Nigerian senators have referred an act seeking to provide for the interception, development and protection of communications networks and facilities in the public interest to the senate committees on Communications, Judiciary and National Security for adjudication.
Presenting the bill, Senator Isa Galaudu said when passed into law it would enhance the capacity of Nigeria’s various security agencies to combat terrorism and strengthen national security.
The bill also outlaws the illegal manufacture, assembly, processing, sale, purchase and promotion of devices used as interception devices.
He said: “It is pertinent to note that the bill strengthens the terrorism prevention act, which empowers the Attorney-General of the Federation, National Security Adviser or the Inspector-General of Police to acquire information relating to terrorist groups and terrorist acts and conduct investigations or search with or without warrant to prevent or establish a crime of terrorism in Nigeria.”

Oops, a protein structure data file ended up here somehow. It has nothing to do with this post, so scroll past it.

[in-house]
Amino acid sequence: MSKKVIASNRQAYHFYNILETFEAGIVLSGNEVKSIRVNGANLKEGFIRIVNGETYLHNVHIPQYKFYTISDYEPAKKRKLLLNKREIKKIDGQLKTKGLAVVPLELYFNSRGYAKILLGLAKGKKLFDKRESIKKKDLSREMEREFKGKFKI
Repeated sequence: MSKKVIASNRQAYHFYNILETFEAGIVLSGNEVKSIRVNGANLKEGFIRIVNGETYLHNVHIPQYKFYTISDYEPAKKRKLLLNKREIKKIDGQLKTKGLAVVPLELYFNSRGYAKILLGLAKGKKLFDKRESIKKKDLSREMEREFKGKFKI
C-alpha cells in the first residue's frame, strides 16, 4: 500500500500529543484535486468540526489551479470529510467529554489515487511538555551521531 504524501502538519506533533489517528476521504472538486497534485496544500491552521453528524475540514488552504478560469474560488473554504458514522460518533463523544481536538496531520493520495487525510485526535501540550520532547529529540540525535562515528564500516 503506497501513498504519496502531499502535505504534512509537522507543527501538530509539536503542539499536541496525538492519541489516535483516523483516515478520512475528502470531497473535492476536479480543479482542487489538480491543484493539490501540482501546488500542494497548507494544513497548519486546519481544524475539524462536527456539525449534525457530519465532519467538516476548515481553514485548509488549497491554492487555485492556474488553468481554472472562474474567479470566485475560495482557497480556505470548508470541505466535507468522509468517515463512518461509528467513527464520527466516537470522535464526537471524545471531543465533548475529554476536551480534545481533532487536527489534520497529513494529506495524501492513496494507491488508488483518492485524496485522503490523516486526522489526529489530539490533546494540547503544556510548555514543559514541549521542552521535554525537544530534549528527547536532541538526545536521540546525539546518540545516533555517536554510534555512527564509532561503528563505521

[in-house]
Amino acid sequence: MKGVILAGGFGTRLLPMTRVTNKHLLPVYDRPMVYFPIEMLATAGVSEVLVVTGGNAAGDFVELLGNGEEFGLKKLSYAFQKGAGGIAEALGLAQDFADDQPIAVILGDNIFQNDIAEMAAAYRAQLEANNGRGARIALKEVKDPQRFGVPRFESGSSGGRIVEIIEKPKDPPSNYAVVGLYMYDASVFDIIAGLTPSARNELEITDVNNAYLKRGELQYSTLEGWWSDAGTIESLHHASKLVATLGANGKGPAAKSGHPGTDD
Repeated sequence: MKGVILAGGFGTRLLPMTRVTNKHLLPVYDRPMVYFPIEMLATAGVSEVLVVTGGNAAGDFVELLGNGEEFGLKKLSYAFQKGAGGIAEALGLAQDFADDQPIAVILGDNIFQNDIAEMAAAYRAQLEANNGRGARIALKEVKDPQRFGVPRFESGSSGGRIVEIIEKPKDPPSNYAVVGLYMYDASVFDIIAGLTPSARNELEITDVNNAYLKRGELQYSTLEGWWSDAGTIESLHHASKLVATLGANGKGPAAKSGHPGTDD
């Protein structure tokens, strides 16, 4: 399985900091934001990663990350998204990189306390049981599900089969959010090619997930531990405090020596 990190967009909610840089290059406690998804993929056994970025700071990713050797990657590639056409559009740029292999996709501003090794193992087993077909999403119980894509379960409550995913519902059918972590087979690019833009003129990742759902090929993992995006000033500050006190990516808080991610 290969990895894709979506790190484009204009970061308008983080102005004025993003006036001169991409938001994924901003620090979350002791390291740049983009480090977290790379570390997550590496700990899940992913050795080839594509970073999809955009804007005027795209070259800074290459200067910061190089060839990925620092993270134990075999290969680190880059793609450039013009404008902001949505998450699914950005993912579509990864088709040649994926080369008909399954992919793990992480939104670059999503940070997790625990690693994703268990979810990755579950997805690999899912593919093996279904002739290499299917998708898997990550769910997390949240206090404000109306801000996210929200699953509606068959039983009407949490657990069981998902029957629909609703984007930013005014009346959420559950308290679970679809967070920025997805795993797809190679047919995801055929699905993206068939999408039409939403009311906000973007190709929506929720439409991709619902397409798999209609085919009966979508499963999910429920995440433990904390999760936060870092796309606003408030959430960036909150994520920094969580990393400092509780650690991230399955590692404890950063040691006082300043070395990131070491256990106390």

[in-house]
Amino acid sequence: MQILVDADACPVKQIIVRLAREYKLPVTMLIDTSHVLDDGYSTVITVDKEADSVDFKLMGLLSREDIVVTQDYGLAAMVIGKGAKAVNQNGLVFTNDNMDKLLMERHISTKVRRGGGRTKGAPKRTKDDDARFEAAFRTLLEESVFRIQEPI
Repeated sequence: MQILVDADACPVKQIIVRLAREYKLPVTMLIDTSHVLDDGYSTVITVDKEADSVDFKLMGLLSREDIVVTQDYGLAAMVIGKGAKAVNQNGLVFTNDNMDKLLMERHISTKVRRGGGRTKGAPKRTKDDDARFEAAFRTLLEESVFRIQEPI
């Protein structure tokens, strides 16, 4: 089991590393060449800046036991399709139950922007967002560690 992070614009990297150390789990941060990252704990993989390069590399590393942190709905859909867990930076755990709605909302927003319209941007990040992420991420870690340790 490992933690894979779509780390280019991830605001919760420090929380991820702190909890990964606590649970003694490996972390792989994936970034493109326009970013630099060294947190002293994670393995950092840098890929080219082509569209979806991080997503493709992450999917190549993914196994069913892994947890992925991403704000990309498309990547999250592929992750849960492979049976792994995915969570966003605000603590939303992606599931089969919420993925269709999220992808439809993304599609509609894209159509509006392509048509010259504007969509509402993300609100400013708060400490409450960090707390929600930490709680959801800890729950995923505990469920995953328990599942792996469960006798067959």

HumanIPO has reported in the past on the activities of militant Islamic group Boko Haram, who have disrupted telecoms services. The Nigerian government has previously disconnected phone lines in parts of northern Nigeria in an attempt to combat the group.
Nigeria’s deputy senate president Ike Ekweremadu, however, called for caution to prevent abuse.
“The security and protection of our citizens is paramount; this is the major aspect of the bill. It is also important to stop people using devices to intercept people’s calls. I think with this bill, punishment will be prescribed for those who intercept calls illegally,” he said.
However, Gbenga Sesan, executive director of Paradigm Initiative Nigeria, told HumanIPO the bill suggests the Nigerian government is in a hurry to pass some form of law on interception.
“The title, ‘A Bill for An Act to Provide for the Interception, Development And Protection of Communications Networks and Facilities For Public Interest And Other Matters, 2013’ appears to pack a lot of punch. But I guess it’s easy to say that it appears government is in a hurry to pass some form of law on interception, even if it means sacrificing the scrutiny required for such to ensure that citizen rights are not trampled on,” Sesan said.